Across the country, airline passengers continue to jump through the usual security checkpoint hoops—X-ray machines, ID checks, random searches—but now the Transportation Security Administration has introduced a curious new element to the process: the walk-through air puffer portal.
A white chamber about the size of a telephone booth, this futuristic machine looks like it's straight off the set of an Austin Powers movie. Passengers walk inside and stand on black outlined footprints as a flashing red hand signals "stop." Automated glass doors slide closed from the front and behind, cutting off the airport hubbub. After an eerie silence, a robotic female voice announces, "Air puffers on." (Click here for other puffer-portal sounds.) Suddenly, high-pressure bursts of air blast up and down the body, tousling hair, ruffling collars, and evincing giggles. What exactly are these puffers, and why are they blowing up ladies' skirts from coast to coast?
The puffer machine is what the TSA calls an "explosive trace portal," a state-of-the-art device capable of detecting traces of explosive residue on a person's body or clothing. Since the summer of 2004, the TSA has installed more than 90 puffer machines in about 35 airports around the country. The puffers are more advanced and less obtrusive than other screening procedures, such as full-body pat-downs, says TSA spokeswoman Anne Davis.
The puff-down works like this: Air jets strategically positioned inside the booth send 37 blasts of air onto the person's body, dislodging particles from the clothing, skin, and hair. The swirling dislodged particles travel upward with the human convection plume, or currents of warmed air that rise around any human body, then get swept into a filter that takes out contaminants like dust, lint, and skin cells.
The resulting vapors are sent to an ion-mobility-spectrometry "trap," where captured molecules are ionized and then blown through a tube containing an electromagnetic field. Each type of ion travels through the field at a certain distinctive speed: the smaller and more charged the ion, the faster it moves and the sooner it arrives at the end of the tube. The ions' flight times are measured and then compared to a database of times for known compounds, including those of bomb ingredients. If explosives are detected, an alarm sounds. While smaller, simpler versions of trace detectors have long been used in airports to analyze cloths rubbed over passengers' carry-on bags, the puffer machine quickly scans the whole person by puffing and then analyzing the samples immediately.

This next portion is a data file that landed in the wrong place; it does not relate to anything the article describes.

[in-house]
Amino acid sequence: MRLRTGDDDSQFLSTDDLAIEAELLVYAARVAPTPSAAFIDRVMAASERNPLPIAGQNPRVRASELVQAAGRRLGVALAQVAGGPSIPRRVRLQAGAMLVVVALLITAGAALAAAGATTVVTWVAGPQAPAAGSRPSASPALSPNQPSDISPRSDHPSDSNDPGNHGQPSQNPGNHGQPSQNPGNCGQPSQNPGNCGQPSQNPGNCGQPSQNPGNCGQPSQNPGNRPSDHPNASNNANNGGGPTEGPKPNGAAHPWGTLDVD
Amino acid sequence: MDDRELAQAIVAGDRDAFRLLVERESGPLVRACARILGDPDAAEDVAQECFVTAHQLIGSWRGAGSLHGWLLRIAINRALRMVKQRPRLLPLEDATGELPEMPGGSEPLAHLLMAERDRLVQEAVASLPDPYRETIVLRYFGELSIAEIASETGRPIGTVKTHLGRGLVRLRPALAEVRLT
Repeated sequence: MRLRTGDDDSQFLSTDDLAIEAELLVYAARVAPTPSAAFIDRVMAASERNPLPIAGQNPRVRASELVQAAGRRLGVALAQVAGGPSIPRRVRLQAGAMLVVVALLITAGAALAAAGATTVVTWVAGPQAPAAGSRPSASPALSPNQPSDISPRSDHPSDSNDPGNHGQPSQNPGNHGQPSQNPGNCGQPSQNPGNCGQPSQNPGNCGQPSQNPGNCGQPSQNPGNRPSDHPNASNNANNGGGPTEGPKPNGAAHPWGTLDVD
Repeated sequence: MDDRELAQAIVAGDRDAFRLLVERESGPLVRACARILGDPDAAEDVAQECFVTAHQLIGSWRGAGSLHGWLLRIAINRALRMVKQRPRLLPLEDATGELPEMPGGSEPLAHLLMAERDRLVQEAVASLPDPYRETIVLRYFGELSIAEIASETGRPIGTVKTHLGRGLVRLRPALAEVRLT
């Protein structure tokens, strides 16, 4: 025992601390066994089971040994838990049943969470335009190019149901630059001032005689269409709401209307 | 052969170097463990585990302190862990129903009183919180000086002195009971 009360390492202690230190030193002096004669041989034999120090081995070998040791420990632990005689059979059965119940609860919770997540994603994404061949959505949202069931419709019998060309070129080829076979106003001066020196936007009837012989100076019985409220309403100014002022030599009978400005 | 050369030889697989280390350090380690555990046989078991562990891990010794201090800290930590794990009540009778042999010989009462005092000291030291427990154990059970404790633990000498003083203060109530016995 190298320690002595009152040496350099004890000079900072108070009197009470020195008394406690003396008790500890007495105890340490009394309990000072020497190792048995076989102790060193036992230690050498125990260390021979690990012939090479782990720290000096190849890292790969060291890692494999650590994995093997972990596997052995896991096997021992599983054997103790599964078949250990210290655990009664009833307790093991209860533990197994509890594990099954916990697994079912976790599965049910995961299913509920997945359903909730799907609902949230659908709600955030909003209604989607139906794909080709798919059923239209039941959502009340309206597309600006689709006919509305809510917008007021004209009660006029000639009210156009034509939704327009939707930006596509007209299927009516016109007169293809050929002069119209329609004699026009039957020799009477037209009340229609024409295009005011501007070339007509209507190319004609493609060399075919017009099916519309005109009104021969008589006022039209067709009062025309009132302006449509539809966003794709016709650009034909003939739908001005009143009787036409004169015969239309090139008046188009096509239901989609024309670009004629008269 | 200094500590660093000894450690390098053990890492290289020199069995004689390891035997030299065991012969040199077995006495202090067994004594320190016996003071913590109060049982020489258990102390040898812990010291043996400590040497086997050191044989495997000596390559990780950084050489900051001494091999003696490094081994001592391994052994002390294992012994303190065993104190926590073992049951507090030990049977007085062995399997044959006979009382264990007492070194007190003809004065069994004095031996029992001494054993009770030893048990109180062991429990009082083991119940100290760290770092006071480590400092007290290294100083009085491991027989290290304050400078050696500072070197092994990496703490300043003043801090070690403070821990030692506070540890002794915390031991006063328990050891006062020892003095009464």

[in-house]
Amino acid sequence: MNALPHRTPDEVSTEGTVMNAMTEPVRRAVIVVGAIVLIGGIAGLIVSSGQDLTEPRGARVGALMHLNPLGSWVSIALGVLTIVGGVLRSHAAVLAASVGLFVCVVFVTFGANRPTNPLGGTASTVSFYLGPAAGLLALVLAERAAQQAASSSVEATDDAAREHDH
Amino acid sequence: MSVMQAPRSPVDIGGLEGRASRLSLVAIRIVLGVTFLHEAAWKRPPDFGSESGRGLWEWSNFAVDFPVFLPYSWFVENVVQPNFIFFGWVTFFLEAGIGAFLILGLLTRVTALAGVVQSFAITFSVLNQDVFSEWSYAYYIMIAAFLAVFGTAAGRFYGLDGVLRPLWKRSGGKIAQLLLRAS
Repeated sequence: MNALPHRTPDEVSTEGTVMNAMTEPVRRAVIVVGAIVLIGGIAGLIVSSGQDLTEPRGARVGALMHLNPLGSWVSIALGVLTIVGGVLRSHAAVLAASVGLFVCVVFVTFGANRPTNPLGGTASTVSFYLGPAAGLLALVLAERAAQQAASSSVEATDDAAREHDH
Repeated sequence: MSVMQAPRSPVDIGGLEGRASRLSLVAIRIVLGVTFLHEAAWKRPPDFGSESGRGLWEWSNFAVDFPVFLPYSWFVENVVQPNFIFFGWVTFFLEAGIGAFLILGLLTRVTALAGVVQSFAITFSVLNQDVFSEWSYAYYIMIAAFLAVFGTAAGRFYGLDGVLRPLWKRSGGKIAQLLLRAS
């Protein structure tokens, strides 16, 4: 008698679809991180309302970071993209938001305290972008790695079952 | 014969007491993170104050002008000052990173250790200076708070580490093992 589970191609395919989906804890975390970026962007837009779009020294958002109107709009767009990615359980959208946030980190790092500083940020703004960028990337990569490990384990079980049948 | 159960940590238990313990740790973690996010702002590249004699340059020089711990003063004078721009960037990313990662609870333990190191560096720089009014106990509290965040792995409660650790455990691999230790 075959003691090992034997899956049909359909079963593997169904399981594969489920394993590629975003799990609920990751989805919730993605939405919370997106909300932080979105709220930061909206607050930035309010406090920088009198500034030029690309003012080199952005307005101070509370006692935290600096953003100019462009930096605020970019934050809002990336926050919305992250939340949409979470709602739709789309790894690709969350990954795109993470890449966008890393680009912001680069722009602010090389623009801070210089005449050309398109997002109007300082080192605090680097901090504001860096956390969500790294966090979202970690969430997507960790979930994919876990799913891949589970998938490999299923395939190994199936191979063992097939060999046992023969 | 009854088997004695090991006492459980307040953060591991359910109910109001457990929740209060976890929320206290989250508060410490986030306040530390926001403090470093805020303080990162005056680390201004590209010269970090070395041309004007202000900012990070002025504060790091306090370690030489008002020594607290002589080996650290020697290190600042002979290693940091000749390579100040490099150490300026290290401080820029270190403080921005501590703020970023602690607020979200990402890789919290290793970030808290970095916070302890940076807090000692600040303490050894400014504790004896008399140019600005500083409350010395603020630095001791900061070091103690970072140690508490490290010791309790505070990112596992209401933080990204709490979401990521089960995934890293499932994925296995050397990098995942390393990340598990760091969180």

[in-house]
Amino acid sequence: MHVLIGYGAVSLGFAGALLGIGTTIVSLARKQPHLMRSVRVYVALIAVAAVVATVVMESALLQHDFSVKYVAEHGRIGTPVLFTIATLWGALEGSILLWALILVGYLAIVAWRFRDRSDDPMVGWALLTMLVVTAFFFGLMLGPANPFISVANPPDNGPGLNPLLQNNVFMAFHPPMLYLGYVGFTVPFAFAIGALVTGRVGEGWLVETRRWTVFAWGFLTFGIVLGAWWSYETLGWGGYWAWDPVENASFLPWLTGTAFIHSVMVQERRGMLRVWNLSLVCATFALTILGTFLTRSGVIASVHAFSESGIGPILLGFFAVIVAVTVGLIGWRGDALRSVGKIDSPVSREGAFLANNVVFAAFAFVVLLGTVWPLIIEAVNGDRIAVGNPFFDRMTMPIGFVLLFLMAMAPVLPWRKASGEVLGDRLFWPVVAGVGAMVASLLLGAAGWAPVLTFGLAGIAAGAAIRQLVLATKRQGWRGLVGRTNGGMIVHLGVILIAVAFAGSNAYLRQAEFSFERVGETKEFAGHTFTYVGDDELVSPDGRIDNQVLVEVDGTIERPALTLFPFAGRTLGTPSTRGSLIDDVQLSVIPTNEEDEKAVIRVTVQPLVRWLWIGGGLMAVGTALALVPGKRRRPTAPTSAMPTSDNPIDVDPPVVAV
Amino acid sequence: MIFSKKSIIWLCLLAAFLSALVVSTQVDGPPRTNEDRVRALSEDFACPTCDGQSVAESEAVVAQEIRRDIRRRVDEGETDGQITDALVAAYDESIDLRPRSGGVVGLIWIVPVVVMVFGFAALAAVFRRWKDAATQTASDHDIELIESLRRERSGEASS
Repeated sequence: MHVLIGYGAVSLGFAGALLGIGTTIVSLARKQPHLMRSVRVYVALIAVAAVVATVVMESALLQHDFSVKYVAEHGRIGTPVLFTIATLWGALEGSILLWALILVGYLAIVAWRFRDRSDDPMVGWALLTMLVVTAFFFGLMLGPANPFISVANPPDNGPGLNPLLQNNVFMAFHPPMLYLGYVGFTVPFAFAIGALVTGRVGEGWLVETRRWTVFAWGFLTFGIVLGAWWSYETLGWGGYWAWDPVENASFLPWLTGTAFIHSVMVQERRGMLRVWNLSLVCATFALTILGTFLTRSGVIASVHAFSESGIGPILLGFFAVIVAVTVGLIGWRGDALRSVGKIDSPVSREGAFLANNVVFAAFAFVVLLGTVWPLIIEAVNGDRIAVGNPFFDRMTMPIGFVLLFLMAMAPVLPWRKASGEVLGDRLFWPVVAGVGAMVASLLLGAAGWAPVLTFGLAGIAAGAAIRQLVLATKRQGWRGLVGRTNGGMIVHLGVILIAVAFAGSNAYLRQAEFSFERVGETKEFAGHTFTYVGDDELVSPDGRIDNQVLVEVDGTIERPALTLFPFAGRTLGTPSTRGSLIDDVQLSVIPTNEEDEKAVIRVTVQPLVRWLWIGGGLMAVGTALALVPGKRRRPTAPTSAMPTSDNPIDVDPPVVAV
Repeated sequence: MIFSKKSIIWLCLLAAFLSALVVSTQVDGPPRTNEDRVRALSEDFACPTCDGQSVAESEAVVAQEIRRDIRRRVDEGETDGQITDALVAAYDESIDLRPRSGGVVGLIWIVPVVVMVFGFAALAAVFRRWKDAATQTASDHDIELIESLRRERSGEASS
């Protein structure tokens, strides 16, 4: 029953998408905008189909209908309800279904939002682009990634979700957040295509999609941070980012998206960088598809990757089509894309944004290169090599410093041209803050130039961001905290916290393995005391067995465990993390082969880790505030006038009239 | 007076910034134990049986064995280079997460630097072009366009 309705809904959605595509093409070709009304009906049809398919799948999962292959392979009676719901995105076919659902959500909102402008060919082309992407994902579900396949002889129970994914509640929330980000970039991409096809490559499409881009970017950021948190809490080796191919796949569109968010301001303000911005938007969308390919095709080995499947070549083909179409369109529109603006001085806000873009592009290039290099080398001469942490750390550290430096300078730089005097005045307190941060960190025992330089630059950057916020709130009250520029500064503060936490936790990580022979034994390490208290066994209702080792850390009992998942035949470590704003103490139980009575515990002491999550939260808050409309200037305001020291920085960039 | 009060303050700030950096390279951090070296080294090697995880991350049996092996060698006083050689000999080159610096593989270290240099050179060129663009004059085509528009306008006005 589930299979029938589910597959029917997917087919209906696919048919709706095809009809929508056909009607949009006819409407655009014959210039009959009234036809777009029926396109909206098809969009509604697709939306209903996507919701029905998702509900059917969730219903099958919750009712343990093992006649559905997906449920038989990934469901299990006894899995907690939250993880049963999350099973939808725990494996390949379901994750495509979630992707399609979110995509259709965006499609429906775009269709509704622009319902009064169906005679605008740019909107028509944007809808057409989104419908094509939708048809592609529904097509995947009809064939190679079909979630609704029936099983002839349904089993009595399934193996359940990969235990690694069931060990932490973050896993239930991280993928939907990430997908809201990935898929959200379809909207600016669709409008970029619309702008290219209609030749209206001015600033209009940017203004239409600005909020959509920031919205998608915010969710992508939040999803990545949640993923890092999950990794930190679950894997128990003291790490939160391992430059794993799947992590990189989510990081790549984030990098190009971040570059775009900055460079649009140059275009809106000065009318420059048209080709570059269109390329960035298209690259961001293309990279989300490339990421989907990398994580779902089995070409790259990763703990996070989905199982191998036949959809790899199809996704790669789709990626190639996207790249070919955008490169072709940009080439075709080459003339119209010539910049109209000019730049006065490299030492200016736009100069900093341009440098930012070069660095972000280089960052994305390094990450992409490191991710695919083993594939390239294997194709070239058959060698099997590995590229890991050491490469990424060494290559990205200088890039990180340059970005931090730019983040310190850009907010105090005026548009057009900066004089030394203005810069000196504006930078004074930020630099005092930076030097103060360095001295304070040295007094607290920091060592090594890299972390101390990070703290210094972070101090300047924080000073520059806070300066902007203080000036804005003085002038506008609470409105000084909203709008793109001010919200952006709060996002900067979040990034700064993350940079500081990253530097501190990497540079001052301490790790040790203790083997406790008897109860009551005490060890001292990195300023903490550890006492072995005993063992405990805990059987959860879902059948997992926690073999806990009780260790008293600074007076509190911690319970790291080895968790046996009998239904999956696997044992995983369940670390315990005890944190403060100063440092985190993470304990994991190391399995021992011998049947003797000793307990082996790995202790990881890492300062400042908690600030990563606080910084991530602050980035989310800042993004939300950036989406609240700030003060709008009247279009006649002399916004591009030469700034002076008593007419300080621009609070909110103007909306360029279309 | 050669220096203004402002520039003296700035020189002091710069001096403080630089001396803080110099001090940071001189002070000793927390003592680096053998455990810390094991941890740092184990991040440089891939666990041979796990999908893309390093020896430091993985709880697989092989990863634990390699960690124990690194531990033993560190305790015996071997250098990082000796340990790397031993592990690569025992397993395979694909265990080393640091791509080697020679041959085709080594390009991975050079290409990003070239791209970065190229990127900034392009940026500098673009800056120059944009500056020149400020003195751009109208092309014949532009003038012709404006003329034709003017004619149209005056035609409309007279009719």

At about $150,000 apiece, the puffer machines are neither cheap nor perfect. After a period of continual use they run into significant maintenance issues, and the manufacturer, General Electric, needs to address these problems before the TSA purchases more, says Davis. (She declined to specify what was wrong with the machines, but The Washington Post
recently reported that after constant use in commercial airports, the device's sensors get clogged with dust.) The TSA has proposed to divert $20 million originally set aside for puffer portals to the upgrading of x-ray technologies.
Despite this puffer rebuff, it looks as if the technology will stick around, at least for a while. The TSA plans to continue using the portals already installed in airports; right now, they are the best and most practical explosive-detection devices available, says Herbert Hill, a chemist at Washington State University and a pioneer in the field of ion-mobility spectrometry. Moreover, puffer machines, which can also be configured to search for narcotics, are now popping up in many places outside of airports: nuclear power plants, correctional facilities, courthouses, and even the Statue of Liberty.
Jessica Ruvinsky and Kyla Dunn's report on liquid bombs looked at how puffer machines are used against that threat.
Discover's July cover story examined the future of terrorism.